“So his next bullpen we’re gonna sit down and work on his direction, get his head going in the right direction, and get him back in that strike zone.”

The result of the issues, Martinez explained, was Gray flying open, and struggling with his command.

“When you’re flying open like that it’s tough to command,” he said. “‘Cause all he’s doing — really his arm’s got to catch up, and he was throwing a lot of balls in the dirt. His fastball command wasn’t really there today.

“He was missing arm-side again today, and that only tells me that he’s opening up. We’ll work with him in his next bullpen and get him right.”

Gray finished his first full season in the majors in 2022 with a 5.02 ERA, 5.86 FIP, 4.00 BB/9, 9.32 K/9, 2.30 HR/9, and a .239/.324/.489 line against in 28 starts and 148 23 IP.

He went into last night’s start with a 3.00 ERA, a 4.65 FIP, 4.63 BB/9, 7.63 K/9, 1.00 HR/9, and a .237/.331/.374 line against in 13 starts and 72 IP.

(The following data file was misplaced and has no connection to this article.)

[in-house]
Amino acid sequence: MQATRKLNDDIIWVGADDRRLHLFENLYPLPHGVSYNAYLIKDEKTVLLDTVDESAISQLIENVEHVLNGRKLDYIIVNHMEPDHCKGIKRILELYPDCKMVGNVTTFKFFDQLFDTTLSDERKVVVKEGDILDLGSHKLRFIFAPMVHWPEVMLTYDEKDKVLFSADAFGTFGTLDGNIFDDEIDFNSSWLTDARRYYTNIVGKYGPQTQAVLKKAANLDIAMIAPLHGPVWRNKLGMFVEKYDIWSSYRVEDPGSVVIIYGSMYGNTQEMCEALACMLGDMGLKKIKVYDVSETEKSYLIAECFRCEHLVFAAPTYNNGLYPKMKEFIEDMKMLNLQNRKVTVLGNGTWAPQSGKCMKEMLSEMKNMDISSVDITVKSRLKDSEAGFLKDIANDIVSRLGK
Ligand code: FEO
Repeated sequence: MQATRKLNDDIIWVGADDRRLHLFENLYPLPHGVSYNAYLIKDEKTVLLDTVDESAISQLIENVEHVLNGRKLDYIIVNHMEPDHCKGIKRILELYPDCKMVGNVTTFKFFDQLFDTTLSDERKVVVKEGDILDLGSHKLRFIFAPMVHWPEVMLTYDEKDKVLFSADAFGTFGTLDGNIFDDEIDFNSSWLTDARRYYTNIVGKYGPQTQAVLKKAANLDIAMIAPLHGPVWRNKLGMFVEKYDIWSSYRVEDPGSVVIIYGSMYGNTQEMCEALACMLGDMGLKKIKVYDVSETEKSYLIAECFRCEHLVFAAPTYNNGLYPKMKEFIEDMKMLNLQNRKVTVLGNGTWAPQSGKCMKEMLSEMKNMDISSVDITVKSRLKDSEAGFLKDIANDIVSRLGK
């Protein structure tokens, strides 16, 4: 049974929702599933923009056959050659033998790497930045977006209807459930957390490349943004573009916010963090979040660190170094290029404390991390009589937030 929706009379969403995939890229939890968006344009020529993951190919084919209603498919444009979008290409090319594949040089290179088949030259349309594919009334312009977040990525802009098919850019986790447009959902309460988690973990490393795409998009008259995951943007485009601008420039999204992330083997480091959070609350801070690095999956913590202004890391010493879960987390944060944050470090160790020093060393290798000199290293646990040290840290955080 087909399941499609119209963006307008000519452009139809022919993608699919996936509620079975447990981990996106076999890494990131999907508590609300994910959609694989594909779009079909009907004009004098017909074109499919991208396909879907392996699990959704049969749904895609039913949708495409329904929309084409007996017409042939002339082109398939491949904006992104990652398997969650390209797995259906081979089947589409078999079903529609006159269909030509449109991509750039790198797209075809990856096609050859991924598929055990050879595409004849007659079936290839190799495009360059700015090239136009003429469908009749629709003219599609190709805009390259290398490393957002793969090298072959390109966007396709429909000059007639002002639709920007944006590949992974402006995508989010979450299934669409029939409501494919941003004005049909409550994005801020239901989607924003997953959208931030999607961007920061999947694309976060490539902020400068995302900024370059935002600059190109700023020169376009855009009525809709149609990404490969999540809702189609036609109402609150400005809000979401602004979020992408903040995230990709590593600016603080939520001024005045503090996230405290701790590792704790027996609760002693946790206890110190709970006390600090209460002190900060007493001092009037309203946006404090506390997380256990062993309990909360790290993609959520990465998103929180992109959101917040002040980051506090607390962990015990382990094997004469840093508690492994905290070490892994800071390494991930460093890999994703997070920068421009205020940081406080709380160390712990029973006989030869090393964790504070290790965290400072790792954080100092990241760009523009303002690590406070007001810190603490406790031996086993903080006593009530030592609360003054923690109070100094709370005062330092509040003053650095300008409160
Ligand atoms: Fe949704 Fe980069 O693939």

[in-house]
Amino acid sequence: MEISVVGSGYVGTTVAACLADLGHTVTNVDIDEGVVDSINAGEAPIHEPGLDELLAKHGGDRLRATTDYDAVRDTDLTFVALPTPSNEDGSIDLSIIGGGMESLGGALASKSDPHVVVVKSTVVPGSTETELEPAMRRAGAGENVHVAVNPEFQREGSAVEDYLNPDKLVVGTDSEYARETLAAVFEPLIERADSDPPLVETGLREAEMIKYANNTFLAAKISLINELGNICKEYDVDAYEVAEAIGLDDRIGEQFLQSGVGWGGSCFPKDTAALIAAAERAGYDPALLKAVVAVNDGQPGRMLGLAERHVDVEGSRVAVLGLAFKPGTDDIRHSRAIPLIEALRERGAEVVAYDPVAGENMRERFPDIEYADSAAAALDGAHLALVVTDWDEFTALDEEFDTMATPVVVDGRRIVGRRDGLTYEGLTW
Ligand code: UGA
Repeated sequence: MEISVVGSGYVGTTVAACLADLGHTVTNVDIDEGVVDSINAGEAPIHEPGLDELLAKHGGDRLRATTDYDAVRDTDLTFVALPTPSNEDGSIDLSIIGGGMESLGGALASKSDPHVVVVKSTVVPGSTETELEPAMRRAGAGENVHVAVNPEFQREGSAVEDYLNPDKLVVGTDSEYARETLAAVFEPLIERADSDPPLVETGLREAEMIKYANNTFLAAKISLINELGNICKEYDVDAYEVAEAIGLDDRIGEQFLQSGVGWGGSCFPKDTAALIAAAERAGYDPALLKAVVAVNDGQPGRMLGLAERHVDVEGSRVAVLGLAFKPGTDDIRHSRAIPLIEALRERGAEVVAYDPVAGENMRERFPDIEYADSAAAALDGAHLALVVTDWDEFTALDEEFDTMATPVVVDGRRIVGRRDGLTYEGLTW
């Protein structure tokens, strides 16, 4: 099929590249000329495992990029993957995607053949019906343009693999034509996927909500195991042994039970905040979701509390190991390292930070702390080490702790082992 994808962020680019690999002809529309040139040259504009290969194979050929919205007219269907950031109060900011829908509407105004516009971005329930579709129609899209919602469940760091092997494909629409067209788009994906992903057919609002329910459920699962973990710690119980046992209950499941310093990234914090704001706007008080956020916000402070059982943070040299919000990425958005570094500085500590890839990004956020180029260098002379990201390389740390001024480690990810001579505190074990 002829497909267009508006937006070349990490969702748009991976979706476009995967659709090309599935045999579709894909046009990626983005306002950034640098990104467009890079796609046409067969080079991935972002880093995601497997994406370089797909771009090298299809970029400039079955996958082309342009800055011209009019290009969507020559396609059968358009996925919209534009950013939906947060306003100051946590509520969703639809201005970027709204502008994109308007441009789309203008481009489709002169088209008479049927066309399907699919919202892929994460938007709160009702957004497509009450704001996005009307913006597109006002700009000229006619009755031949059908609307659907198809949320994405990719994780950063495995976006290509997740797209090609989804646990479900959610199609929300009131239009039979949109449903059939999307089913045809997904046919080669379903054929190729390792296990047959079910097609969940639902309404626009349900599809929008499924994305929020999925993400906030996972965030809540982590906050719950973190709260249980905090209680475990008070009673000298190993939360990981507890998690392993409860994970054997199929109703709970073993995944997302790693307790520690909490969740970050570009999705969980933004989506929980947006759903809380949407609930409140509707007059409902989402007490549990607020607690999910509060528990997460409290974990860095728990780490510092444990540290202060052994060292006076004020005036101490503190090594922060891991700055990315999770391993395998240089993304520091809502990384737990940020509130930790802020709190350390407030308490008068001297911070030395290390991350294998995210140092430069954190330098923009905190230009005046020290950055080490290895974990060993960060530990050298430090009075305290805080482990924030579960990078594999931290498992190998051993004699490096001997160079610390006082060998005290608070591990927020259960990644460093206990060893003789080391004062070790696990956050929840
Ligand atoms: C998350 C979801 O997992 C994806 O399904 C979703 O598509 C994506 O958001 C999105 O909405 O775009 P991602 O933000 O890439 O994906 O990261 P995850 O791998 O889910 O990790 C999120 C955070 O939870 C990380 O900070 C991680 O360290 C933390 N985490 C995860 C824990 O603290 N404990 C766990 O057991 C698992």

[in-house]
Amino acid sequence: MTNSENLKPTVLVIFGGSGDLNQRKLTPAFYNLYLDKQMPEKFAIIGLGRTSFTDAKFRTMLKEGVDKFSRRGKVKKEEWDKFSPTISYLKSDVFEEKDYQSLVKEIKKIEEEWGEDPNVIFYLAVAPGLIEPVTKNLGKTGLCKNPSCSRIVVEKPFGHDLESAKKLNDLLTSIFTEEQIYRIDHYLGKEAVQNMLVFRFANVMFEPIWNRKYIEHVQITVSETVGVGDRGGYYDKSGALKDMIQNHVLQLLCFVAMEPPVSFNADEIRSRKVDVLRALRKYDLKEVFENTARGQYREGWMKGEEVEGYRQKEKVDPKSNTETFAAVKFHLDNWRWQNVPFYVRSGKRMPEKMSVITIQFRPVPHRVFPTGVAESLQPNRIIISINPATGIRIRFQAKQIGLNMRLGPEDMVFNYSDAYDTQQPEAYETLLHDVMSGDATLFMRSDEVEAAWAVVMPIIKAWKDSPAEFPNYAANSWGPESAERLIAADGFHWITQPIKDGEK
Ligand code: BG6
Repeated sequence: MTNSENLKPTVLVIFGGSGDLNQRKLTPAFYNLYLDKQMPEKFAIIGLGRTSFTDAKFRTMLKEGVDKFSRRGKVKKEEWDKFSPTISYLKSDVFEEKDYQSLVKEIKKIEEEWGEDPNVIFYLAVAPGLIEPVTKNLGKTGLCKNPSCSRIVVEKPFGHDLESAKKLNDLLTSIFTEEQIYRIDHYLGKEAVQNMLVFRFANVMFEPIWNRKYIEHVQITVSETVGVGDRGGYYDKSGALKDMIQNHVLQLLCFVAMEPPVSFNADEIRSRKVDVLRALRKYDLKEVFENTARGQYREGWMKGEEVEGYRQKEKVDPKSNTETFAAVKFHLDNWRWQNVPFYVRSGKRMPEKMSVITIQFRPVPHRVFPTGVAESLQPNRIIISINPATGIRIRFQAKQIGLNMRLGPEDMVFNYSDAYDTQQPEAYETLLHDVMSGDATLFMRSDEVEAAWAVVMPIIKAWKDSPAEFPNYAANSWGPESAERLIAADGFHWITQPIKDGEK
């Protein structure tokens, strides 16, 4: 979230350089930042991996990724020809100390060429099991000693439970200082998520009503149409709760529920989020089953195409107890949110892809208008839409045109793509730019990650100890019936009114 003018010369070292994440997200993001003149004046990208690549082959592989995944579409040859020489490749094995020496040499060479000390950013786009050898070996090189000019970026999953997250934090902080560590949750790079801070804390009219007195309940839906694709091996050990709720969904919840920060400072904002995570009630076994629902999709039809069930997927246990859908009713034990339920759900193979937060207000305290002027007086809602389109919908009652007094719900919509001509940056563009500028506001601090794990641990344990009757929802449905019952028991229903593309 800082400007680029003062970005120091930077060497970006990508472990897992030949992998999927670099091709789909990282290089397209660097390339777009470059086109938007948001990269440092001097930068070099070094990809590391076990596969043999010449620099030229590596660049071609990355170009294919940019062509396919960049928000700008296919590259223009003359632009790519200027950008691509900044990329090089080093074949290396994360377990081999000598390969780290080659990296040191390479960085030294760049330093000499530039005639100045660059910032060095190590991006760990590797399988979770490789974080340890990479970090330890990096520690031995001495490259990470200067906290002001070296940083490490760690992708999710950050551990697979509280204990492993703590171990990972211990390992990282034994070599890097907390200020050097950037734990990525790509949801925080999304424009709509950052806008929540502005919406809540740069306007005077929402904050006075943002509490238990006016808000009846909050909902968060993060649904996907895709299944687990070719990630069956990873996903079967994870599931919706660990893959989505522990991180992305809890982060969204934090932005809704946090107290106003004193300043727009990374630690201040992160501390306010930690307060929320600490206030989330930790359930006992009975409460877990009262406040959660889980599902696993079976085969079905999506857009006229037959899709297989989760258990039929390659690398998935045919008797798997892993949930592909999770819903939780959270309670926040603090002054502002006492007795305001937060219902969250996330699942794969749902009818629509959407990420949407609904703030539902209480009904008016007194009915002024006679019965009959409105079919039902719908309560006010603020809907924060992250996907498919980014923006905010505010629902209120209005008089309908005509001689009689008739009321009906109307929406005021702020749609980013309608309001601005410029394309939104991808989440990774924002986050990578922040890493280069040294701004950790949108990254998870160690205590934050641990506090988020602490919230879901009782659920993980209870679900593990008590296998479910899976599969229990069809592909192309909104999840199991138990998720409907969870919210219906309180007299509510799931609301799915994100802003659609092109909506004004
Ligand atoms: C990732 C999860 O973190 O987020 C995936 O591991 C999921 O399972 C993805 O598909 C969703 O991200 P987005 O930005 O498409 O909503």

A reporter asked the Nats’ skipper if Gray was getting away with command which isn’t quite there, or pitching better to limit the damage in spite of all the hitters he’s putting on base so far this year?

“I think he’s pitching better and I think he’s pitching better in situations where he needs to get out of an inning,” Martinez said. “I think he starts focusing on really getting the ball down, throwing more strikes, so we got to get him to understand the pitch count, being efficient, and that all comes with his direction as well. He flies open, he misses a lot arm-side.